tv
Arts and Entertainment
Miley Cyrus has her magic LSD brain stolen in this crazy video produced with The Flaming Lips

music
Arts and Entertainment
Gay icons: Sesame Street's Bert (right) and Ernie

tv
Arts and Entertainment
Singer Robin Thicke and actress Paula Patton

music
Arts and Entertainment
The new film will be shot in the same studios as the Harry Potter films

books
Arts and Entertainment
Duncan Bannatyne left school at 15 and was still penniless at 29

Bannatyne leaves Dragon's Den

TV
Arts and Entertainment
The French economist Thomas Piketty wrote that global inequality has worsened

books
Arts and Entertainment
David Tennant and Benedict Cumberbatch

TV
Arts and Entertainment
Ben Affleck plays a despondent Nick Dunne in David Fincher's 'Gone Girl'

film
Arts and Entertainment
Pete Doherty (L) and Carl Barât look at the scene as people begin to be crushed

music
Arts and Entertainment

tv
Arts and Entertainment
Pete Doherty and Caral Barat of The Libertines performs on stage at British Summer Time Festival at Hyde Park

music
Arts and Entertainment
Ariana Grande and Iggy Azalea perform on stage at the Billboard Music Awards 2014

music
Arts and Entertainment

theatre
Arts and Entertainment
Zina Saro-Wiwa

art
Independent
Travel Shop
the manor
Up to 70% off luxury travel
on city breaks Find out more
santorini
Up to 70% off luxury travel
on chic beach resorts Find out more
sardina foodie
Up to 70% off luxury travel
on country retreats Find out more
Have you tried new the Independent Digital Edition apps?

ES Rentals

    Independent Dating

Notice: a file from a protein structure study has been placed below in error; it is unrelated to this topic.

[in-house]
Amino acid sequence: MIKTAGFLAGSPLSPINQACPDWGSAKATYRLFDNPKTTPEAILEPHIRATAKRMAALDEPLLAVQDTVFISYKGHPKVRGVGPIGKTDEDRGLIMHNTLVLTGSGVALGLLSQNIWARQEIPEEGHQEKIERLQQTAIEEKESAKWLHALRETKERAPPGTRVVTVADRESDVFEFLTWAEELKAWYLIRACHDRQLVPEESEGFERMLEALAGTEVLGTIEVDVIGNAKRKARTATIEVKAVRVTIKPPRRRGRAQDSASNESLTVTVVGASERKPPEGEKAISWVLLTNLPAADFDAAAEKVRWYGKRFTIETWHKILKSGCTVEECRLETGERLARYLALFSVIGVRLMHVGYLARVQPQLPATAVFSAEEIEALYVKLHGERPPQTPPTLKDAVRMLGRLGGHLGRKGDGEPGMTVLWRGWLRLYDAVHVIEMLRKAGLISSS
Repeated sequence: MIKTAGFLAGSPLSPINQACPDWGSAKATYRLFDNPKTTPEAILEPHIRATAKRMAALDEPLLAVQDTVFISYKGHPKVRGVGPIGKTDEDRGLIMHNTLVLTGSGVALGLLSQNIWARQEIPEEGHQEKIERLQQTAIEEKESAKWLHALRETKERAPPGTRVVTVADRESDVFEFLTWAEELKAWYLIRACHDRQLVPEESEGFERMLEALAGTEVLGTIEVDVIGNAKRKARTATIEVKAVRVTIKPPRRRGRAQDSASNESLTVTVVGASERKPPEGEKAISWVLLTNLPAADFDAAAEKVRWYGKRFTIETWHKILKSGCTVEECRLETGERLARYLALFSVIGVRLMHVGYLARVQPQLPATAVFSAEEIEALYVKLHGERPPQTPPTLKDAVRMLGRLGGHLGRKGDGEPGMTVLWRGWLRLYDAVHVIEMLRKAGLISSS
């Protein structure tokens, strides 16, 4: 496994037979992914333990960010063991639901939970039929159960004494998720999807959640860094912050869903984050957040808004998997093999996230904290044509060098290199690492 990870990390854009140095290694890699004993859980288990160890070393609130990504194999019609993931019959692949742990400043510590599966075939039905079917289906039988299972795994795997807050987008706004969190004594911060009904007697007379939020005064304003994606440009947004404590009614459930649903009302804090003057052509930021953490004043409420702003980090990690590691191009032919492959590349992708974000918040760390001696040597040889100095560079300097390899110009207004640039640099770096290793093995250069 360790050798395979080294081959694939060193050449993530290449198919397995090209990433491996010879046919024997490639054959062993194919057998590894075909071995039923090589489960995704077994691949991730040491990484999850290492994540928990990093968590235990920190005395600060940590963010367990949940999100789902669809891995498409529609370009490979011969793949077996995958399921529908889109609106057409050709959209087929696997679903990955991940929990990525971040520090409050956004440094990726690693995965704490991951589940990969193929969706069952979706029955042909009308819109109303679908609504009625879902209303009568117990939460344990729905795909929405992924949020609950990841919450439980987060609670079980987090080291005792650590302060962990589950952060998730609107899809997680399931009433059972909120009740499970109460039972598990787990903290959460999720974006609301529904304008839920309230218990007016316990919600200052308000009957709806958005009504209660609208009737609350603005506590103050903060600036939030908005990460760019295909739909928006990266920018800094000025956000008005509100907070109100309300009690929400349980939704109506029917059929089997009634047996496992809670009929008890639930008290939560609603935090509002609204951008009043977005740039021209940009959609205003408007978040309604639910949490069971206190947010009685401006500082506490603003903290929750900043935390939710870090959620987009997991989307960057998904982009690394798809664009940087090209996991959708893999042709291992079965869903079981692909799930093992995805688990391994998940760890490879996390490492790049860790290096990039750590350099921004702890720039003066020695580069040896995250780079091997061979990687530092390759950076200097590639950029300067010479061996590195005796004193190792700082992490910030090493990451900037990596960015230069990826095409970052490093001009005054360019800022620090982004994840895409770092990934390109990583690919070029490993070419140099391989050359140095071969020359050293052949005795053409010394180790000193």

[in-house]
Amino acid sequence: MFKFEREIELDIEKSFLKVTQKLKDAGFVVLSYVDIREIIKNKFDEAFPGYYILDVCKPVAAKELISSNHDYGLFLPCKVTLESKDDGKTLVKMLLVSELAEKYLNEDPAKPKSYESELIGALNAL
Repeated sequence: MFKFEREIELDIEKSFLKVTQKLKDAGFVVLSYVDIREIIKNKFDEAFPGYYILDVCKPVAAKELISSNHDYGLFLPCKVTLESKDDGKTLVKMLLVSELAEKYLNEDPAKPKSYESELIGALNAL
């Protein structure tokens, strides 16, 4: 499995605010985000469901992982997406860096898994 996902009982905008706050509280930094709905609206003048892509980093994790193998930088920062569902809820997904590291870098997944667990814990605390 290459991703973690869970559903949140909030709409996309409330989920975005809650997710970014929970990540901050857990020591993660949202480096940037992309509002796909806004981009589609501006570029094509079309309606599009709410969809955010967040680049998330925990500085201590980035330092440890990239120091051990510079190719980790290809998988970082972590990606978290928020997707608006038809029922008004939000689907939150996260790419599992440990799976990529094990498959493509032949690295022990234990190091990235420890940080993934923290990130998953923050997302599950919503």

and  

    By clicking 'Search' you
    are agreeing to our
    Terms of Use.

    A History of the First World War in 100 Moments: Peace without magnanimity - the summit in a railway siding that ended the fighting

    A History of the First World War in 100 Moments

    Peace without magnanimity - the summit in a railway siding that ended the fighting
    Scottish independence: How the Commonwealth Games could swing the vote

    Scottish independence: How the Commonwealth Games could swing the vote

    In the final part of our series, Chris Green arrives in Glasgow - a host city struggling to keep the politics out of its celebration of sport
    Out in the cold: A writer spends a night on the streets and hears the stories of the homeless

    A writer spends a night on the streets

    Rough sleepers - the homeless, the destitute and the drunk - exist in every city. Will Nicoll meets those whose luck has run out
    Striking new stations, high-speed links and (whisper it) better services - the UK's railways are entering a new golden age